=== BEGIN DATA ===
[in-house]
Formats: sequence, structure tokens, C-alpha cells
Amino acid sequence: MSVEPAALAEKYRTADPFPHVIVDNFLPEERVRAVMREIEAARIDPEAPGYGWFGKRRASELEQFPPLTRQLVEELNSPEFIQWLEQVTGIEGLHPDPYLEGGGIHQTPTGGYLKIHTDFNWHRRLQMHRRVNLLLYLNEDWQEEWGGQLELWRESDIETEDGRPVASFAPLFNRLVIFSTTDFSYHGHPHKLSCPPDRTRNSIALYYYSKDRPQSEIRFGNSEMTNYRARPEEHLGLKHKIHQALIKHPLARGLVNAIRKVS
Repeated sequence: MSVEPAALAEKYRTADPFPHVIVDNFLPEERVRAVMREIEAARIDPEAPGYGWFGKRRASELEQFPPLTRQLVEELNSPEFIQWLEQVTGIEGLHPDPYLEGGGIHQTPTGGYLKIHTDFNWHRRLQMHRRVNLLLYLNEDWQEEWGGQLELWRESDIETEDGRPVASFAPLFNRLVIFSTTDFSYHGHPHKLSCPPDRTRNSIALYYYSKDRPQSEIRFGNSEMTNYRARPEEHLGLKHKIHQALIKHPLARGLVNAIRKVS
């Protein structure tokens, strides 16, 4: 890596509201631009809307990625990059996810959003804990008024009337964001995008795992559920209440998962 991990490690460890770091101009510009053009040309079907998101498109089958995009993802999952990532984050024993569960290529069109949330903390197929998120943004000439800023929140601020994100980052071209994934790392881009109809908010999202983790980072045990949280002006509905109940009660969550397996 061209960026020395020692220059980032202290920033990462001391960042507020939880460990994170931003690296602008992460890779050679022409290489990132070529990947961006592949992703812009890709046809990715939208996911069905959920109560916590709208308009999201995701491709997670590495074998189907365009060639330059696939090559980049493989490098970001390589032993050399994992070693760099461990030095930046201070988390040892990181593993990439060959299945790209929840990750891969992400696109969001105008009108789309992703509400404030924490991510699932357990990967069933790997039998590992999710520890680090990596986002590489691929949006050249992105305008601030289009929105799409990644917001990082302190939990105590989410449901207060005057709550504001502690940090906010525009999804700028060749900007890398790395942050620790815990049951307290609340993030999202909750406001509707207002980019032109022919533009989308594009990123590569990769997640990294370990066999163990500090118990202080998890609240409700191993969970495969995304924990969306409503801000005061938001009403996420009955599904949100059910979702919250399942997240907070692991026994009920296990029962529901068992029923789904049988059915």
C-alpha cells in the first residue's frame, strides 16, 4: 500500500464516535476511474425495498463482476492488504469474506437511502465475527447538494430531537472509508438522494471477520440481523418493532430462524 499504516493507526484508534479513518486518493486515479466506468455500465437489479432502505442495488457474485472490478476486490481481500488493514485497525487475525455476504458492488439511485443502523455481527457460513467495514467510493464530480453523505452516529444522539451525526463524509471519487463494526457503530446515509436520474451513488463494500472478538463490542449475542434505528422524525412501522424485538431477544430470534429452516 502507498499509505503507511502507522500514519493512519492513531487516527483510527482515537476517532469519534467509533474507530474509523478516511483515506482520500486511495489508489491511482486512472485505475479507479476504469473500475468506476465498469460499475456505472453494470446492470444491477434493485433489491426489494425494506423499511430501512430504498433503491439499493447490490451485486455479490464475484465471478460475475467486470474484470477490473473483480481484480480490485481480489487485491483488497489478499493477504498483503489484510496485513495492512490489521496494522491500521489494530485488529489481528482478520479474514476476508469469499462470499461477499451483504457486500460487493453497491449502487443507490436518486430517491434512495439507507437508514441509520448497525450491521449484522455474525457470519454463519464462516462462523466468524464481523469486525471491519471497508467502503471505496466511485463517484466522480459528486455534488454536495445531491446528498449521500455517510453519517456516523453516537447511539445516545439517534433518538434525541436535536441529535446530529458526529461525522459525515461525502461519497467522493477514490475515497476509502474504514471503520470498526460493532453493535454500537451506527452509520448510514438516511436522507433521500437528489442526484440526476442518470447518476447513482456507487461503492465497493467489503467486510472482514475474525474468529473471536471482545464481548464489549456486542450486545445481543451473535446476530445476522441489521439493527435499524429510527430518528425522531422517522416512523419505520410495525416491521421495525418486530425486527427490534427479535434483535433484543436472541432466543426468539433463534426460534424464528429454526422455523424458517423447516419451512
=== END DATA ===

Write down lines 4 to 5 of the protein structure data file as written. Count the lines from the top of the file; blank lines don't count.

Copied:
Repeated sequence: MSVEPAALAEKYRTADPFPHVIVDNFLPEERVRAVMREIEAARIDPEAPGYGWFGKRRASELEQFPPLTRQLVEELNSPEFIQWLEQVTGIEGLHPDPYLEGGGIHQTPTGGYLKIHTDFNWHRRLQMHRRVNLLLYLNEDWQEEWGGQLELWRESDIETEDGRPVASFAPLFNRLVIFSTTDFSYHGHPHKLSCPPDRTRNSIALYYYSKDRPQSEIRFGNSEMTNYRARPEEHLGLKHKIHQALIKHPLARGLVNAIRKVS
């Protein structure tokens, strides 16, 4: 890596509201631009809307990625990059996810959003804990008024009337964001995008795992559920209440998962 991990490690460890770091101009510009053009040309079907998101498109089958995009993802999952990532984050024993569960290529069109949330903390197929998120943004000439800023929140601020994100980052071209994934790392881009109809908010999202983790980072045990949280002006509905109940009660969550397996 061209960026020395020692220059980032202290920033990462001391960042507020939880460990994170931003690296602008992460890779050679022409290489990132070529990947961006592949992703812009890709046809990715939208996911069905959920109560916590709208308009999201995701491709997670590495074998189907365009060639330059696939090559980049493989490098970001390589032993050399994992070693760099461990030095930046201070988390040892990181593993990439060959299945790209929840990750891969992400696109969001105008009108789309992703509400404030924490991510699932357990990967069933790997039998590992999710520890680090990596986002590489691929949006050249992105305008601030289009929105799409990644917001990082302190939990105590989410449901207060005057709550504001502690940090906010525009999804700028060749900007890398790395942050620790815990049951307290609340993030999202909750406001509707207002980019032109022919533009989308594009990123590569990769997640990294370990066999163990500090118990202080998890609240409700191993969970495969995304924990969306409503801000005061938001009403996420009955599904949100059910979702919250399942997240907070692991026994009920296990029962529901068992029923789904049988059915």